If telling stories makes us human, are emotions the culprit of our addiction to our narratives?



Key Shared Insights & Perspectives


What is the relationship between narratives and emotions?


We’ve told stories since men were men. Narratives and language shape our social order and create the world we live in. Telling stories allows our brains to operate as a collective by working cohesively. In that sense, storytelling binds people together. “Stories are a neutral technology that can be used in many different ways,” adds Aditi.


Yet, stories can also manipulate us by being more than informative about our state of being. “Emotions are stories”, says Jonathan, “We choose emotions to tell the story of whether we are to be hopeful or we should feel despair. Stories and emotions become our ready tools to find meaning in our experiences.


When is it time to move away from a story?


When we are faced with a story that lacks meaning or doesn’t feel right anymore, it’s time to choose another kind of story.

Changing our stories and finding another narrative is not an intellectual process. Instead, a new story is an emotional experience and needs to be embodied.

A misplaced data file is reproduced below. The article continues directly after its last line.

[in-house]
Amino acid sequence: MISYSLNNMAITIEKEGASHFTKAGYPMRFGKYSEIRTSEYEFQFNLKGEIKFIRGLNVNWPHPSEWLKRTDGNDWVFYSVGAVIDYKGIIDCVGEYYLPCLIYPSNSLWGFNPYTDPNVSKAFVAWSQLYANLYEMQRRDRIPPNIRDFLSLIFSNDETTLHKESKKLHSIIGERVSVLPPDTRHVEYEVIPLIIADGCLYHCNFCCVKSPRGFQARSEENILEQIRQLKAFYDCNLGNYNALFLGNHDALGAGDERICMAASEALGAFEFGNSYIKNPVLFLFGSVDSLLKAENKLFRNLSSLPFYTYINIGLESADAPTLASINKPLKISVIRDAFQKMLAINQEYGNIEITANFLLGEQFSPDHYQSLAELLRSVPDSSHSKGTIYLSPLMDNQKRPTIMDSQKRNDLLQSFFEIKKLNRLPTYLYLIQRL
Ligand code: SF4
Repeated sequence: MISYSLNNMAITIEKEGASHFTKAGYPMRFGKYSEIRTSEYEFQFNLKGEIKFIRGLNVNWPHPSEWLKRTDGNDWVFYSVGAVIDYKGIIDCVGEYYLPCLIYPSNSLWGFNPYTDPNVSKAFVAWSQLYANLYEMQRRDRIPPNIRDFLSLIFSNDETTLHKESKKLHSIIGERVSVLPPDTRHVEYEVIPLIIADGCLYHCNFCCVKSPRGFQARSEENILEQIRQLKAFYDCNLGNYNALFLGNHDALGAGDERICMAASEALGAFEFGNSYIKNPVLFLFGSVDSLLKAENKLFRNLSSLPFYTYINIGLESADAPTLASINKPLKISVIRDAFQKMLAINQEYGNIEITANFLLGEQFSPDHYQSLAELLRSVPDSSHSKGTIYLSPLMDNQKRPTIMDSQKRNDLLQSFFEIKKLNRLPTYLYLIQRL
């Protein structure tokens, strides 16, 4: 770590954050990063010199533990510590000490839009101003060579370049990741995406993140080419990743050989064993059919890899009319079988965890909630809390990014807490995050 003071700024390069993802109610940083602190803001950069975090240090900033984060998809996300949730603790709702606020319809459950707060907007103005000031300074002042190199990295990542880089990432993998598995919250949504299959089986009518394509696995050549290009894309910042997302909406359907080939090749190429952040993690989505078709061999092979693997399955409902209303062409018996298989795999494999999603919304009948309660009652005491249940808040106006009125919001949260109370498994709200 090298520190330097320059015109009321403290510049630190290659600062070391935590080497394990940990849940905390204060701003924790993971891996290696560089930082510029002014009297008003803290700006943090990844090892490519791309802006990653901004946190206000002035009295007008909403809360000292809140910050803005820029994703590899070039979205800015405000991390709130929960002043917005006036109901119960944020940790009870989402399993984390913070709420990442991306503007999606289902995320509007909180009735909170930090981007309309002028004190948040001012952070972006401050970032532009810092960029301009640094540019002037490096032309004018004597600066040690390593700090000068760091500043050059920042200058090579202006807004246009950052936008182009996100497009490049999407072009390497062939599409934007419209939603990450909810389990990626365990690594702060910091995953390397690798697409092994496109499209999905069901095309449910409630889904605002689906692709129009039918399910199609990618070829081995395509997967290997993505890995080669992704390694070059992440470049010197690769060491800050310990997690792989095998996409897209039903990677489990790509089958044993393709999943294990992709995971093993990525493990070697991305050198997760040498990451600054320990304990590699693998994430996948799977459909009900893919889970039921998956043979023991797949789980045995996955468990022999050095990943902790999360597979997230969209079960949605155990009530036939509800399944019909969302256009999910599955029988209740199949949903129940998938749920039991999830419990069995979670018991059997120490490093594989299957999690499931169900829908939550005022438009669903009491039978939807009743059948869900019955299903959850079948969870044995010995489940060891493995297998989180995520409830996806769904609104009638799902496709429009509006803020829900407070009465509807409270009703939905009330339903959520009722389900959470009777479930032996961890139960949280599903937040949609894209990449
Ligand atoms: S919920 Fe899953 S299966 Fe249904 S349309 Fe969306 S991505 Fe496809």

Many authors are offering various perspectives worth checking out, including:

  • Theory U is a change management method and the title of a book by Otto Scharmer presenting “Seven Essential Leadership Capacities.”

  • In Why Our Brains Are Wired to Connect, Matthew D. Lieberman explores the surprising new science of social interaction, investigating how our perceptions of others affect our cognition and how social interaction and its absence can produce the same mental responses as physical pain and pleasure.


What is the ego-death of a story?


When a story loses its utility and function, it means that we’ve reached the end of that story and to birth a new one, we must experience “ego-death” to separate ourselves from the attachments formed to the story. This process is physically like death because our body is changing as we shed into a new identity.


Stories have infiltrated everything, including science, where we’ve habited the hero story and accepted the hierarchy in nature with humans at the top. In the same way, the ever-popular Odyssey is an example of propaganda of the linear story model that always ends with a victory. As an example, the story, telling us that people change through willpower alone and courage relates to muscular strength, is a lie.


To craft a new story, as Aditi describes, it’s important to reconsider what courage means and find the energy and determination within ourselves to transform.


How can we deal with our emotions?